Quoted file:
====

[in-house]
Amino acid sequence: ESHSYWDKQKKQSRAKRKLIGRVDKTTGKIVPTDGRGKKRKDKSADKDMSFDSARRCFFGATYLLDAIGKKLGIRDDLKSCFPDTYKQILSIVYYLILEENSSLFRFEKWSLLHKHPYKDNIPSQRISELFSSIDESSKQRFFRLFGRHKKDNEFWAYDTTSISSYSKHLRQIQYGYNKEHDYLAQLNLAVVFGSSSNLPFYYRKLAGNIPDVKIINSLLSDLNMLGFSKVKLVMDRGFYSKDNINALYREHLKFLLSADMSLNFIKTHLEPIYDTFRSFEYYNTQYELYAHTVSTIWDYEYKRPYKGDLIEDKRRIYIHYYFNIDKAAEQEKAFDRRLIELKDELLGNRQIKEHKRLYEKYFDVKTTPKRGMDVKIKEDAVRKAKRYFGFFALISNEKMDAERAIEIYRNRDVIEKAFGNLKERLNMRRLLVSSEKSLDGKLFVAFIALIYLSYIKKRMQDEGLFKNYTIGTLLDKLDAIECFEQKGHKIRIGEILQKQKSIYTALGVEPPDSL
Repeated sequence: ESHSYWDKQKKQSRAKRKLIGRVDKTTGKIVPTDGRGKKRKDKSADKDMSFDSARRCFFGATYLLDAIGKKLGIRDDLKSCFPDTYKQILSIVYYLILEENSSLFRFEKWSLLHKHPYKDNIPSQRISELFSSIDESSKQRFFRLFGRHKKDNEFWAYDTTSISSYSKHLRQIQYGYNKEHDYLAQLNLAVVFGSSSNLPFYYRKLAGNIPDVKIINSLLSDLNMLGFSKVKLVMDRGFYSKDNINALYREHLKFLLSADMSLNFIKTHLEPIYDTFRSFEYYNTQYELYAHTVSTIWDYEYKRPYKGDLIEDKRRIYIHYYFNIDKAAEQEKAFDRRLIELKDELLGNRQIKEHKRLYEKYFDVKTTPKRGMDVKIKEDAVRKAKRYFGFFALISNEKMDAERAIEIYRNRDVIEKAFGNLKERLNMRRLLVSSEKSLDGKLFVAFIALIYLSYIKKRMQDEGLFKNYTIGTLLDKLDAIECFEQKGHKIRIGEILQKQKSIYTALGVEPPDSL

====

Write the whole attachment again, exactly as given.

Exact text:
[in-house]
Amino acid sequence: ESHSYWDKQKKQSRAKRKLIGRVDKTTGKIVPTDGRGKKRKDKSADKDMSFDSARRCFFGATYLLDAIGKKLGIRDDLKSCFPDTYKQILSIVYYLILEENSSLFRFEKWSLLHKHPYKDNIPSQRISELFSSIDESSKQRFFRLFGRHKKDNEFWAYDTTSISSYSKHLRQIQYGYNKEHDYLAQLNLAVVFGSSSNLPFYYRKLAGNIPDVKIINSLLSDLNMLGFSKVKLVMDRGFYSKDNINALYREHLKFLLSADMSLNFIKTHLEPIYDTFRSFEYYNTQYELYAHTVSTIWDYEYKRPYKGDLIEDKRRIYIHYYFNIDKAAEQEKAFDRRLIELKDELLGNRQIKEHKRLYEKYFDVKTTPKRGMDVKIKEDAVRKAKRYFGFFALISNEKMDAERAIEIYRNRDVIEKAFGNLKERLNMRRLLVSSEKSLDGKLFVAFIALIYLSYIKKRMQDEGLFKNYTIGTLLDKLDAIECFEQKGHKIRIGEILQKQKSIYTALGVEPPDSL
Repeated sequence: ESHSYWDKQKKQSRAKRKLIGRVDKTTGKIVPTDGRGKKRKDKSADKDMSFDSARRCFFGATYLLDAIGKKLGIRDDLKSCFPDTYKQILSIVYYLILEENSSLFRFEKWSLLHKHPYKDNIPSQRISELFSSIDESSKQRFFRLFGRHKKDNEFWAYDTTSISSYSKHLRQIQYGYNKEHDYLAQLNLAVVFGSSSNLPFYYRKLAGNIPDVKIINSLLSDLNMLGFSKVKLVMDRGFYSKDNINALYREHLKFLLSADMSLNFIKTHLEPIYDTFRSFEYYNTQYELYAHTVSTIWDYEYKRPYKGDLIEDKRRIYIHYYFNIDKAAEQEKAFDRRLIELKDELLGNRQIKEHKRLYEKYFDVKTTPKRGMDVKIKEDAVRKAKRYFGFFALISNEKMDAERAIEIYRNRDVIEKAFGNLKERLNMRRLLVSSEKSLDGKLFVAFIALIYLSYIKKRMQDEGLFKNYTIGTLLDKLDAIECFEQKGHKIRIGEILQKQKSIYTALGVEPPDSL